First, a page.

Does that mean face-to-face selling? Possibly. But it definitely means that the owner can’t simply place an ad in the Yellow Pages and wait for the phone to ring. Business owners who avoid selling end up with skinny children.

At any given time, roughly 2 percent of any market is actively seeking what you sell. That 2 percent will come looking for you, or someone else who sells what you sell.

The other 98 percent?

You’re missing them. Most of your competitors are missing them, too.

Most of your competitors.

Care to know who’s attracting that other 98 percent? Those who actively sell the value of doing business with their companies.

The competitors who have television ads that are being watched by potential customers are getting some of the 98 percent. Those competitors who’s postcards and letters are making it to the homes, who’s public speaking and referral programs are producing familiarity, and who’s Yellow Pages ads are being read by the very people who need their goods or services are tapping into the other 98 percent.

But, like the young man waiting for carpet cleaning customers to find him, those businesses which wait for customers/clients/patients to seek them out are hoping that their “share” of the 2 percent will pay the bills. It won’t. After all, we’re discussing 2 percent of a pie that may be shrinking for a while.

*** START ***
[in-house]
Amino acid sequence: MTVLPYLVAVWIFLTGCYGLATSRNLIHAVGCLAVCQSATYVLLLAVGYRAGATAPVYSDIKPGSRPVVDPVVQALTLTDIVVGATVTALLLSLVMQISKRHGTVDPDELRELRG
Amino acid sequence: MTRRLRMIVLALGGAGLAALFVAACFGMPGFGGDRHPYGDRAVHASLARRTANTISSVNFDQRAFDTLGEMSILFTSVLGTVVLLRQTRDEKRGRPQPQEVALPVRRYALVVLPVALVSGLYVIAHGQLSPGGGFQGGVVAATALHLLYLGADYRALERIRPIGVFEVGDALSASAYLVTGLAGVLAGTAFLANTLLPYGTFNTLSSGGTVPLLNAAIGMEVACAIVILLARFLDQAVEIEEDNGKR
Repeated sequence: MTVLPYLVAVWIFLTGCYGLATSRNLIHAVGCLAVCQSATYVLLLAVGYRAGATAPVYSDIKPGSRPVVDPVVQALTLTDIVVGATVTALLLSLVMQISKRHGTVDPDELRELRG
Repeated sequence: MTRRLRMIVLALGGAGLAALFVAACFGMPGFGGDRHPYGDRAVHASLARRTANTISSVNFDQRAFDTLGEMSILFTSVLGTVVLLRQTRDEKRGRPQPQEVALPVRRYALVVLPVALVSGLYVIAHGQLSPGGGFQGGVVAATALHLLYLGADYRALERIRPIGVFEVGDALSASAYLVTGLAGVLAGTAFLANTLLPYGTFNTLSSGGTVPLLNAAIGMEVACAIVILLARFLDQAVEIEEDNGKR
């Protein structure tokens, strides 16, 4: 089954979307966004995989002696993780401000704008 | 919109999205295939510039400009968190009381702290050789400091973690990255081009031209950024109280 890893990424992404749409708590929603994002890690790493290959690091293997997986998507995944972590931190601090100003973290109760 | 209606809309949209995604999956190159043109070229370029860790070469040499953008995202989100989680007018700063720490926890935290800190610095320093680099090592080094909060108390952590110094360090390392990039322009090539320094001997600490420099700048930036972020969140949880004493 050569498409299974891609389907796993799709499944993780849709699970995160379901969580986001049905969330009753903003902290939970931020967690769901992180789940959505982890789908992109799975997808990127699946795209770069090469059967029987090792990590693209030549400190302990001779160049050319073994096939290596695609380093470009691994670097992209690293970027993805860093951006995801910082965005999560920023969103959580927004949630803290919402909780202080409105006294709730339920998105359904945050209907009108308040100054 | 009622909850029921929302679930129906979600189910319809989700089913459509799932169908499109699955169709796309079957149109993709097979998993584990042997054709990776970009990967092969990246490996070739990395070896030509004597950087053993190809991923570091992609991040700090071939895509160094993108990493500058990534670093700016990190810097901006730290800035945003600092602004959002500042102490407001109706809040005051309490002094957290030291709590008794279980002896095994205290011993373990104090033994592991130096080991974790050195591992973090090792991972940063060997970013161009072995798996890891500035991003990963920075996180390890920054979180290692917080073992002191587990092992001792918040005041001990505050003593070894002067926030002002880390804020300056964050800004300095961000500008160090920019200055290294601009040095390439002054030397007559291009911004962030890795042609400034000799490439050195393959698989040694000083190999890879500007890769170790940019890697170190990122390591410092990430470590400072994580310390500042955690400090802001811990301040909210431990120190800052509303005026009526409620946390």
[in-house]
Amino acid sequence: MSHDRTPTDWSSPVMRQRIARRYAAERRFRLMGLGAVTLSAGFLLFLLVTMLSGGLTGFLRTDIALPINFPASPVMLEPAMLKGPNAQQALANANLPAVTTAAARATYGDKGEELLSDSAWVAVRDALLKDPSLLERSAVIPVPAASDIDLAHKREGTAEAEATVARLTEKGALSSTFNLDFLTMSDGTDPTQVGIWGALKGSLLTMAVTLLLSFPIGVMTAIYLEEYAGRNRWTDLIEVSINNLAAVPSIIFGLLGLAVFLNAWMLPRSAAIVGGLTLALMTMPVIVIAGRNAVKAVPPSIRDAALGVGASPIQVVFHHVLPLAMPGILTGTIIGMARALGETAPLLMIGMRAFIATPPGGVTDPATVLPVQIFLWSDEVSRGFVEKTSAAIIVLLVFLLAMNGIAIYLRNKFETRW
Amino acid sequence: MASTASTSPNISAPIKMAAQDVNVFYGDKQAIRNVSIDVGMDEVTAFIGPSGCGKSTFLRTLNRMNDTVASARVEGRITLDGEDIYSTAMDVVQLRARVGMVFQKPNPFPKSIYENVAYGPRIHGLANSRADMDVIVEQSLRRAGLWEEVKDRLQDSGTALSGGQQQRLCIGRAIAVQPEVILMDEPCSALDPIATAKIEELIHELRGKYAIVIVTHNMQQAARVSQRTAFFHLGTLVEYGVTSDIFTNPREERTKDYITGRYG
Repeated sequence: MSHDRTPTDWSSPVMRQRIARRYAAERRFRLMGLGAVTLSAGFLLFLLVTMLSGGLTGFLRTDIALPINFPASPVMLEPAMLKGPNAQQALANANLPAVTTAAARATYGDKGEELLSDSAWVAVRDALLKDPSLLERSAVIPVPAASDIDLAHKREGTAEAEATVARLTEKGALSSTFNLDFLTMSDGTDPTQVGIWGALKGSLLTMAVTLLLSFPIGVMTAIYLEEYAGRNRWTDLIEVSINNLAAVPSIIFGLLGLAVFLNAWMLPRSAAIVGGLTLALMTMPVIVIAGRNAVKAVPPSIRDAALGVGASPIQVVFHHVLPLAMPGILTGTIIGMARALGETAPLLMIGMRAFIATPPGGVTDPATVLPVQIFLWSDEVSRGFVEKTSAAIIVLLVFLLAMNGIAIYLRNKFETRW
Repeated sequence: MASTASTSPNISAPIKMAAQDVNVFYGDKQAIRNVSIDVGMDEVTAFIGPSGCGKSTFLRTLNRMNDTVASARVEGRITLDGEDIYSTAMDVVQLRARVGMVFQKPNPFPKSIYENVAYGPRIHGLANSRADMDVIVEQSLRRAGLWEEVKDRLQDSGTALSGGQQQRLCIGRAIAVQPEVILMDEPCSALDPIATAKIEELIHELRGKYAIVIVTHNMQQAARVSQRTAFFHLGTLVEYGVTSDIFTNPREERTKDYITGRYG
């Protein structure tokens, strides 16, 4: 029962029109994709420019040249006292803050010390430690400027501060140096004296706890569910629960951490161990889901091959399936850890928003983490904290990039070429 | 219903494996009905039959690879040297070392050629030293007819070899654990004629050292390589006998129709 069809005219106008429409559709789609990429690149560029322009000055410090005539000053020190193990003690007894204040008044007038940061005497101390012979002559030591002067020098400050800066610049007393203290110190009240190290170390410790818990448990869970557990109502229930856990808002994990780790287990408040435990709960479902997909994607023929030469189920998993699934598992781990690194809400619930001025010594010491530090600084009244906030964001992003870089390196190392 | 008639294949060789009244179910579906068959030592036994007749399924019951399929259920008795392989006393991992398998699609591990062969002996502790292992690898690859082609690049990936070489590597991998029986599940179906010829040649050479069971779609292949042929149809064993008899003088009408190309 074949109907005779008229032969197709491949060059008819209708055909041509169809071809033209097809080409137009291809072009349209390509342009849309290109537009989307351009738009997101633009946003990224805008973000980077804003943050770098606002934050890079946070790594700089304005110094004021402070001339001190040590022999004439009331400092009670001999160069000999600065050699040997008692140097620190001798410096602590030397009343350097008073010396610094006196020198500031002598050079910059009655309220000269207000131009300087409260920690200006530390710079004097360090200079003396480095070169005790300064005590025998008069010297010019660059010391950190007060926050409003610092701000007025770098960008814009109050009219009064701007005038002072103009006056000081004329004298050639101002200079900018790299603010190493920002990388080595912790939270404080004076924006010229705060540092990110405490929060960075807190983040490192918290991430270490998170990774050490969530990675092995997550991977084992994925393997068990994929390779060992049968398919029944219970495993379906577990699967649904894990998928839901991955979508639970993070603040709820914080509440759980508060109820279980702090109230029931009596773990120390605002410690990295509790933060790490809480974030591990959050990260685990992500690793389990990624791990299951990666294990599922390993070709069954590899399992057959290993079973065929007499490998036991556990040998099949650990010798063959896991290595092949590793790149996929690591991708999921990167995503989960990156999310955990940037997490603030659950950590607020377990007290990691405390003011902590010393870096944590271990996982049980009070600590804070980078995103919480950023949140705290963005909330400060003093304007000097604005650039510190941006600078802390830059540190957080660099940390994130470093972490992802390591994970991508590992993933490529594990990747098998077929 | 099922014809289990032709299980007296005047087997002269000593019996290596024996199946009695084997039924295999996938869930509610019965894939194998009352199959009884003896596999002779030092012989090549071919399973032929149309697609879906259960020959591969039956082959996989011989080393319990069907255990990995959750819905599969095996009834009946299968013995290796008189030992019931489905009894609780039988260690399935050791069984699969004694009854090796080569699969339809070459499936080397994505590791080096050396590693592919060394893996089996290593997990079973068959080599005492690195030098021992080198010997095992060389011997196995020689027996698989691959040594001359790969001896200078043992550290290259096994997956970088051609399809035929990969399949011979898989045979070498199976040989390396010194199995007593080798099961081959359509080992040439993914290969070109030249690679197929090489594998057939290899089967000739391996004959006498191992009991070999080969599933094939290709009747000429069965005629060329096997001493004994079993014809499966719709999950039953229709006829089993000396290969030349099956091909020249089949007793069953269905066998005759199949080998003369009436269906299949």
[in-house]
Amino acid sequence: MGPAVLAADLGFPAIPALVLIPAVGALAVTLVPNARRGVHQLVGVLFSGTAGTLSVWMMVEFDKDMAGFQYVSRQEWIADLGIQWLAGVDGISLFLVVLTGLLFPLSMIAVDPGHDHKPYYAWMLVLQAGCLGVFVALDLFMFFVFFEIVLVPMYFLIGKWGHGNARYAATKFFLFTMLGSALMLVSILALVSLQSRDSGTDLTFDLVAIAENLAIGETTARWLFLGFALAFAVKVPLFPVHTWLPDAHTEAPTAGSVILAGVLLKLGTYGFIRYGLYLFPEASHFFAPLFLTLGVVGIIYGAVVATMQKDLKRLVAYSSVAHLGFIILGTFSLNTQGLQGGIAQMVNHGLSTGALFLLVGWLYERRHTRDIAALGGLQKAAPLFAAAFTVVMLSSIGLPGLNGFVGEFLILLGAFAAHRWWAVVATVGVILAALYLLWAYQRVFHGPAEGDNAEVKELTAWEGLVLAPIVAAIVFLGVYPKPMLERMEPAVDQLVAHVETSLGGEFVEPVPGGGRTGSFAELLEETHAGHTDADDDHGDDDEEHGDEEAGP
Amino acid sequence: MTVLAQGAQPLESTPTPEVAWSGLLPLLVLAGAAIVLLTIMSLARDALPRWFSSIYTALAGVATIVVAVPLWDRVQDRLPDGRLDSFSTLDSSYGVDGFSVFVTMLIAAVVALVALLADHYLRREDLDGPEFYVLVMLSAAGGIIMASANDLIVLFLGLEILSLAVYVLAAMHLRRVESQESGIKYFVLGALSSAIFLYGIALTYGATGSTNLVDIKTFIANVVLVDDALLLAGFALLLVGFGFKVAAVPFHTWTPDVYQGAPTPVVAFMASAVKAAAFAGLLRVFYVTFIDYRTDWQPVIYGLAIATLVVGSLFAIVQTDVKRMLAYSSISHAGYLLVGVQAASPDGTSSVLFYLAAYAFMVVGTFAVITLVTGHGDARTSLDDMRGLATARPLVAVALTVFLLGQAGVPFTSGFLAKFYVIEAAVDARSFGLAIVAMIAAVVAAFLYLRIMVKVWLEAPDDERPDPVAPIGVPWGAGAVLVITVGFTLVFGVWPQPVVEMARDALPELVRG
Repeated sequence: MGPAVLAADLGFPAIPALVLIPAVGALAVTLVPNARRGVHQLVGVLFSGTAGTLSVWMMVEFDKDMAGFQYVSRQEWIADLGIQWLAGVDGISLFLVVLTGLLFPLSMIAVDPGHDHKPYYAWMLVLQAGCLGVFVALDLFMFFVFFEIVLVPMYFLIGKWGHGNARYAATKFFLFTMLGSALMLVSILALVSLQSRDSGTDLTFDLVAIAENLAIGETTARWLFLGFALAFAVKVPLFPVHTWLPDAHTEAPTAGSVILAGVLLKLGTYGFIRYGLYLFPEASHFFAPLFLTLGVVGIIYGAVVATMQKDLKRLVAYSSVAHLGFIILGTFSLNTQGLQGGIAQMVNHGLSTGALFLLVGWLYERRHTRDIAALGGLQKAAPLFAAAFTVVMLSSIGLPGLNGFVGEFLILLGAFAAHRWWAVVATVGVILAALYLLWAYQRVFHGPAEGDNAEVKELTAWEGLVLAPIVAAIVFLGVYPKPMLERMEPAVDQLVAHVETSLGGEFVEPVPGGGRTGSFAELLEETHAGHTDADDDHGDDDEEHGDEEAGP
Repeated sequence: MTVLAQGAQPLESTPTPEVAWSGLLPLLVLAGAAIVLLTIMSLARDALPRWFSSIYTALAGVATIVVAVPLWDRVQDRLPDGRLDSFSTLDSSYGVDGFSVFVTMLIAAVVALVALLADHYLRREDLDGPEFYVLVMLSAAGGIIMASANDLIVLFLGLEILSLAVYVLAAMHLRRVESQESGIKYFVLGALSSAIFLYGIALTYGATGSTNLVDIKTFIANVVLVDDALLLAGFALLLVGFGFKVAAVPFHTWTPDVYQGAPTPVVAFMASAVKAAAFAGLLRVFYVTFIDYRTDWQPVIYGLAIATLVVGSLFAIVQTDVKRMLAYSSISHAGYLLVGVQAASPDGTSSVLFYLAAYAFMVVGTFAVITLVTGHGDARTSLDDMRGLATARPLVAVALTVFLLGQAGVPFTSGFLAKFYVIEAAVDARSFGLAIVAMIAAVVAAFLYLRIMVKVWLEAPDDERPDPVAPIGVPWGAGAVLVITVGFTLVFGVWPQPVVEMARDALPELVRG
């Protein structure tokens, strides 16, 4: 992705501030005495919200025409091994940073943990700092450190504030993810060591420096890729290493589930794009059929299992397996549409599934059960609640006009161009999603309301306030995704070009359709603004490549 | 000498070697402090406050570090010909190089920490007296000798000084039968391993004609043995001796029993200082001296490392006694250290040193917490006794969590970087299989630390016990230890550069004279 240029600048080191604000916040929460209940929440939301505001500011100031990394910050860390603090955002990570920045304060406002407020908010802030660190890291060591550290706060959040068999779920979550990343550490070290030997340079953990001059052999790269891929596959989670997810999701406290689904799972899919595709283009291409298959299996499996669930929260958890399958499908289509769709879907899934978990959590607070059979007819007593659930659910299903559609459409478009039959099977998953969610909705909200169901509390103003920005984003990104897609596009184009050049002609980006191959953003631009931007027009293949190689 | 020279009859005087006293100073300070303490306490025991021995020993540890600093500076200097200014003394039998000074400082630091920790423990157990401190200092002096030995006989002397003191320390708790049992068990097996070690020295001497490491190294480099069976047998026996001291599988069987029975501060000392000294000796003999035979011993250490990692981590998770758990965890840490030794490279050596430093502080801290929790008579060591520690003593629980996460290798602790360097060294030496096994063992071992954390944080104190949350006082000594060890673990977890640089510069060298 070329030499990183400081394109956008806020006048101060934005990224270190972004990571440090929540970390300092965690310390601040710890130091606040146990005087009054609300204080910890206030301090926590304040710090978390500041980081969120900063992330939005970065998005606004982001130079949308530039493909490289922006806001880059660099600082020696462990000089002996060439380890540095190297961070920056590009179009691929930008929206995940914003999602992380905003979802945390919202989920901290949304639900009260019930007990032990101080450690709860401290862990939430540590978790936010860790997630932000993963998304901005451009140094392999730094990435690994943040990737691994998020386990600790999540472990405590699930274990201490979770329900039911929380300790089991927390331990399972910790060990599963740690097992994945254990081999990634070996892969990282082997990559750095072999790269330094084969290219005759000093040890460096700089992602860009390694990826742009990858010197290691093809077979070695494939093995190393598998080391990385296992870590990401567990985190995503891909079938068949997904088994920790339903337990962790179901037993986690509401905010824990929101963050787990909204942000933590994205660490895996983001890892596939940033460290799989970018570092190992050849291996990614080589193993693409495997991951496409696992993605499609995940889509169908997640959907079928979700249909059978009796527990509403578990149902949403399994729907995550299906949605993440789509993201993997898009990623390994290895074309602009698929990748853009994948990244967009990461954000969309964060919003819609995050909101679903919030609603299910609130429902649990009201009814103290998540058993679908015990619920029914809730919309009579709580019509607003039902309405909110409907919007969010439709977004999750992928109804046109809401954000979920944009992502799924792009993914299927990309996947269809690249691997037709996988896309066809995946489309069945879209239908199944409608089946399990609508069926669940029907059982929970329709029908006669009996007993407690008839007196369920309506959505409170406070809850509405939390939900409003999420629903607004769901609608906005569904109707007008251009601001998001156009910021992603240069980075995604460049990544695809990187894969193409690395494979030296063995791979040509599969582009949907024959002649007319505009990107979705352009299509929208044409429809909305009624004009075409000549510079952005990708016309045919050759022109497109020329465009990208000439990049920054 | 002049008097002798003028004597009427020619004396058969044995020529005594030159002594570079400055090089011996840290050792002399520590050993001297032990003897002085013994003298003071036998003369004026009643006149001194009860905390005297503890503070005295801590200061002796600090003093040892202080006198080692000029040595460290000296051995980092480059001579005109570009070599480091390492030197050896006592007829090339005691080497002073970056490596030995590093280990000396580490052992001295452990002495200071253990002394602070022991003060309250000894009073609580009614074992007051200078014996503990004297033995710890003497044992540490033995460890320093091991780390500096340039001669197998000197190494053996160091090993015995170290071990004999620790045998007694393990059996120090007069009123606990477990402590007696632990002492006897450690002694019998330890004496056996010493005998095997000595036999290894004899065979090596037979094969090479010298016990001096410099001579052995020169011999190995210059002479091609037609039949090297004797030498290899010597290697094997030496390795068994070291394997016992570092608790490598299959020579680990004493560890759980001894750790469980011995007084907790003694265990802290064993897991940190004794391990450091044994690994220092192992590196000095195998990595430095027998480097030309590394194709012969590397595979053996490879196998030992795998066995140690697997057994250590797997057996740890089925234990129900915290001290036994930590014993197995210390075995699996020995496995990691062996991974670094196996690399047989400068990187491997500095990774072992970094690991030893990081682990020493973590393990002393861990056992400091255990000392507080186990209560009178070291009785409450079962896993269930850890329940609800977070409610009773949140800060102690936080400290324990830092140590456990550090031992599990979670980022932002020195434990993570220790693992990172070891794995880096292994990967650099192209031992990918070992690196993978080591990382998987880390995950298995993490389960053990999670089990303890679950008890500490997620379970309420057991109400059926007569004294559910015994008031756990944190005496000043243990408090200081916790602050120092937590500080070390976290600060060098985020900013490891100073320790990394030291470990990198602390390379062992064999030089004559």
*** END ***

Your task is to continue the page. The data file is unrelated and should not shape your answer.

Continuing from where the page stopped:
What will grow your slice of that pie?

There are two things you can implement immediately, and you should be doing them both.

Find a reason to get back in touch with every customer and every former customer, then remind them of the reason they chose to do business with you. That reason shouldn’t be price.

If they were originally drawn to your business because of your selection, remind them that you can help them find exactly what they’re looking for. If customers chose you for the speed of your service, point out all the other things they can be doing when they finish with you. If they chose you for your detailed knowledge, help them recall the value of getting exactly what they need.

You may indeed lower prices, but only do it if it will help you to gain some of your competitor’s customers. And remember that he’s going to be strongly tempted to lower his prices, too. Reminding people of why you’re their best choice keeps you profitable.

Bringing in the business is the boss’s most important job.

Are you the boss?

It’s time to start selling.


Chuck McKay is a marketing consultant who helps customers discover you, and choose your business. Questions about marketing your business during tough times may be directed to

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Cut Overhead – Surviving The Recession – Part 7 of 7